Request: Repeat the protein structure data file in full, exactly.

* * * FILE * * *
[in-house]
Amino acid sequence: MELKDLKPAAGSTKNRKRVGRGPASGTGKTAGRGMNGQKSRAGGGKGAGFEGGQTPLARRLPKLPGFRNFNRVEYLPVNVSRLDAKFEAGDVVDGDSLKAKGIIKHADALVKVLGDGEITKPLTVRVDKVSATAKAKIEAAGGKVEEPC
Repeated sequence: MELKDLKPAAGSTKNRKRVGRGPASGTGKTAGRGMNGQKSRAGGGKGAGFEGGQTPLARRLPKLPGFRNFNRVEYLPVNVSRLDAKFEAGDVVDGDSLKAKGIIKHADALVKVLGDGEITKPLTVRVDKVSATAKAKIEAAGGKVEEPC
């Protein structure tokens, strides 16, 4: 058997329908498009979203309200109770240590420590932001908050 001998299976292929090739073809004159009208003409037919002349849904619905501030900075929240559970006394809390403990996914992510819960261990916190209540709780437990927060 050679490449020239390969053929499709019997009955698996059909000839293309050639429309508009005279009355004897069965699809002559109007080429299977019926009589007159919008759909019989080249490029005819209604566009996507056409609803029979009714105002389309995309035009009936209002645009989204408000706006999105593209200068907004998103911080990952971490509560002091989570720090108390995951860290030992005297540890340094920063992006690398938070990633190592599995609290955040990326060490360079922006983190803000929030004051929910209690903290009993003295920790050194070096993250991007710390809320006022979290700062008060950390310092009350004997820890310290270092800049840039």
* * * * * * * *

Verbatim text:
[in-house]
Amino acid sequence: MELKDLKPAAGSTKNRKRVGRGPASGTGKTAGRGMNGQKSRAGGGKGAGFEGGQTPLARRLPKLPGFRNFNRVEYLPVNVSRLDAKFEAGDVVDGDSLKAKGIIKHADALVKVLGDGEITKPLTVRVDKVSATAKAKIEAAGGKVEEPC
Repeated sequence: MELKDLKPAAGSTKNRKRVGRGPASGTGKTAGRGMNGQKSRAGGGKGAGFEGGQTPLARRLPKLPGFRNFNRVEYLPVNVSRLDAKFEAGDVVDGDSLKAKGIIKHADALVKVLGDGEITKPLTVRVDKVSATAKAKIEAAGGKVEEPC
């Protein structure tokens, strides 16, 4: 058997329908498009979203309200109770240590420590932001908050 001998299976292929090739073809004159009208003409037919002349849904619905501030900075929240559970006394809390403990996914992510819960261990916190209540709780437990927060 050679490449020239390969053929499709019997009955698996059909000839293309050639429309508009005279009355004897069965699809002559109007080429299977019926009589007159919008759909019989080249490029005819209604566009996507056409609803029979009714105002389309995309035009009936209002645009989204408000706006999105593209200068907004998103911080990952971490509560002091989570720090108390995951860290030992005297540890340094920063992006690398938070990633190592599995609290955040990326060490360079922006983190803000929030004051929910209690903290009993003295920790050194070096993250991007710390809320006022979290700062008060950390310092009350004997820890310290270092800049840039």